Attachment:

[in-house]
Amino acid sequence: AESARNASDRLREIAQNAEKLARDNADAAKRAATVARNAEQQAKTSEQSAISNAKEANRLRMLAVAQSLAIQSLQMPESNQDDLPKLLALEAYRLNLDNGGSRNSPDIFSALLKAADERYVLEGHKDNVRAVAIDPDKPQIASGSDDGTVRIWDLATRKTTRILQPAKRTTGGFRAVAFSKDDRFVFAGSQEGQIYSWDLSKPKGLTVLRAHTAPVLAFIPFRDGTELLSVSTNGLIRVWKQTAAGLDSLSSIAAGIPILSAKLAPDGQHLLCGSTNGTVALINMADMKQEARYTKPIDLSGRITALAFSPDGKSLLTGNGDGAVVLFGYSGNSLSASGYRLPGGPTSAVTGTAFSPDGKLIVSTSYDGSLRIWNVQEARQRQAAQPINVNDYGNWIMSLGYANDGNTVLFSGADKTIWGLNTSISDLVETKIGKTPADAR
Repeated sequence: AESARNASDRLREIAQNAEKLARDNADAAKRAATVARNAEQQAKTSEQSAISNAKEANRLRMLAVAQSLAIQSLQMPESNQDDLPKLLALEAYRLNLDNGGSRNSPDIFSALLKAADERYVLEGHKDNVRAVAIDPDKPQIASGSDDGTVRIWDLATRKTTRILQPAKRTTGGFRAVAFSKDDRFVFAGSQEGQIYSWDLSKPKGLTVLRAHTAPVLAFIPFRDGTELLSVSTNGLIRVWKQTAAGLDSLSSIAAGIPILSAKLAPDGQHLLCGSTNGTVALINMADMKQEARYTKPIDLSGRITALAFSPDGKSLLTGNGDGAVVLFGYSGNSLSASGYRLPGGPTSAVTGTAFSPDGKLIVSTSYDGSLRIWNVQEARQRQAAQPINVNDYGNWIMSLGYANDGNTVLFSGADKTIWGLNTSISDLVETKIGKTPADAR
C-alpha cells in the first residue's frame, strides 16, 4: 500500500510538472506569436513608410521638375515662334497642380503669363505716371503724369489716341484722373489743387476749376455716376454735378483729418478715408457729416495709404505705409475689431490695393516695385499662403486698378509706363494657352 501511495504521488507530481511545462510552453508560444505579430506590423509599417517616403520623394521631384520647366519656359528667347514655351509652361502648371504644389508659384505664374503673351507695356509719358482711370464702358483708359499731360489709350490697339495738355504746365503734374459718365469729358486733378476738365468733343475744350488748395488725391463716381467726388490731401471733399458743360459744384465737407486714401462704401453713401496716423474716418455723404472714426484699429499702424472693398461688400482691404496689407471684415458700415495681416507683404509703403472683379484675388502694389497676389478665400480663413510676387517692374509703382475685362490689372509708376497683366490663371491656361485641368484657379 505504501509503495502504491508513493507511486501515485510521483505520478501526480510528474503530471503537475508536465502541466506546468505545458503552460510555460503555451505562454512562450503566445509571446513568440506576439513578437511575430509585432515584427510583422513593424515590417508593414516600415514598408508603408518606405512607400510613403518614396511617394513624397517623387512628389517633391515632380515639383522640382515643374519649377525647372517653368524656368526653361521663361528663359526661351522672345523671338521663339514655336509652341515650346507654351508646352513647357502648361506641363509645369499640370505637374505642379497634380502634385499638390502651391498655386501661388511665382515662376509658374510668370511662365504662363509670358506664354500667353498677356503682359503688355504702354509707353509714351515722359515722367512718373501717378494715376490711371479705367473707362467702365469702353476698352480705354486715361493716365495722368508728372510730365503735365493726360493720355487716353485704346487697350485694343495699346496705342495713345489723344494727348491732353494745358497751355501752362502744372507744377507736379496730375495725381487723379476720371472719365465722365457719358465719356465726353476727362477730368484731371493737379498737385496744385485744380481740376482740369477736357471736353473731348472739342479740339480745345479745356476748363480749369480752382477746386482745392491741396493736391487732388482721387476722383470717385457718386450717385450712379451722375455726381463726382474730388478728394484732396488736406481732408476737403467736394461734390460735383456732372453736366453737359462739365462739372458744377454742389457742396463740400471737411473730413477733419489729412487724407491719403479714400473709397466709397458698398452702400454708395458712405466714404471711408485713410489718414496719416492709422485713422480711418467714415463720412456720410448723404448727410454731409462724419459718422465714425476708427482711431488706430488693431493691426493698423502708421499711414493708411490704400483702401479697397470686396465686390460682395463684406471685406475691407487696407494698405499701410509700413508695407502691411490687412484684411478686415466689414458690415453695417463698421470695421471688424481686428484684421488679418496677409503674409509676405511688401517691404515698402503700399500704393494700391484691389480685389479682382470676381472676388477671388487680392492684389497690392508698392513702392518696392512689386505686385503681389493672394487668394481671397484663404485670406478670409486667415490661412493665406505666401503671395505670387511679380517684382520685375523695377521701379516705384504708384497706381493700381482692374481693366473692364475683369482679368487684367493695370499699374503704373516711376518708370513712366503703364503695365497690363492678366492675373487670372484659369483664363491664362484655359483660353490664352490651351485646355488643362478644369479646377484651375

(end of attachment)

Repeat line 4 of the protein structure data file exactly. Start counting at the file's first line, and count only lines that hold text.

C-alpha cells in the first residue's frame, strides 16, 4: 500500500510538472506569436513608410521638375515662334497642380503669363505716371503724369489716341484722373489743387476749376455716376454735378483729418478715408457729416495709404505705409475689431490695393516695385499662403486698378509706363494657352 501511495504521488507530481511545462510552453508560444505579430506590423509599417517616403520623394521631384520647366519656359528667347514655351509652361502648371504644389508659384505664374503673351507695356509719358482711370464702358483708359499731360489709350490697339495738355504746365503734374459718365469729358486733378476738365468733343475744350488748395488725391463716381467726388490731401471733399458743360459744384465737407486714401462704401453713401496716423474716418455723404472714426484699429499702424472693398461688400482691404496689407471684415458700415495681416507683404509703403472683379484675388502694389497676389478665400480663413510676387517692374509703382475685362490689372509708376497683366490663371491656361485641368484657379 505504501509503495502504491508513493507511486501515485510521483505520478501526480510528474503530471503537475508536465502541466506546468505545458503552460510555460503555451505562454512562450503566445509571446513568440506576439513578437511575430509585432515584427510583422513593424515590417508593414516600415514598408508603408518606405512607400510613403518614396511617394513624397517623387512628389517633391515632380515639383522640382515643374519649377525647372517653368524656368526653361521663361528663359526661351522672345523671338521663339514655336509652341515650346507654351508646352513647357502648361506641363509645369499640370505637374505642379497634380502634385499638390502651391498655386501661388511665382515662376509658374510668370511662365504662363509670358506664354500667353498677356503682359503688355504702354509707353509714351515722359515722367512718373501717378494715376490711371479705367473707362467702365469702353476698352480705354486715361493716365495722368508728372510730365503735365493726360493720355487716353485704346487697350485694343495699346496705342495713345489723344494727348491732353494745358497751355501752362502744372507744377507736379496730375495725381487723379476720371472719365465722365457719358465719356465726353476727362477730368484731371493737379498737385496744385485744380481740376482740369477736357471736353473731348472739342479740339480745345479745356476748363480749369480752382477746386482745392491741396493736391487732388482721387476722383470717385457718386450717385450712379451722375455726381463726382474730388478728394484732396488736406481732408476737403467736394461734390460735383456732372453736366453737359462739365462739372458744377454742389457742396463740400471737411473730413477733419489729412487724407491719403479714400473709397466709397458698398452702400454708395458712405466714404471711408485713410489718414496719416492709422485713422480711418467714415463720412456720410448723404448727410454731409462724419459718422465714425476708427482711431488706430488693431493691426493698423502708421499711414493708411490704400483702401479697397470686396465686390460682395463684406471685406475691407487696407494698405499701410509700413508695407502691411490687412484684411478686415466689414458690415453695417463698421470695421471688424481686428484684421488679418496677409503674409509676405511688401517691404515698402503700399500704393494700391484691389480685389479682382470676381472676388477671388487680392492684389497690392508698392513702392518696392512689386505686385503681389493672394487668394481671397484663404485670406478670409486667415490661412493665406505666401503671395505670387511679380517684382520685375523695377521701379516705384504708384497706381493700381482692374481693366473692364475683369482679368487684367493695370499699374503704373516711376518708370513712366503703364503695365497690363492678366492675373487670372484659369483664363491664362484655359483660353490664352490651351485646355488643362478644369479646377484651375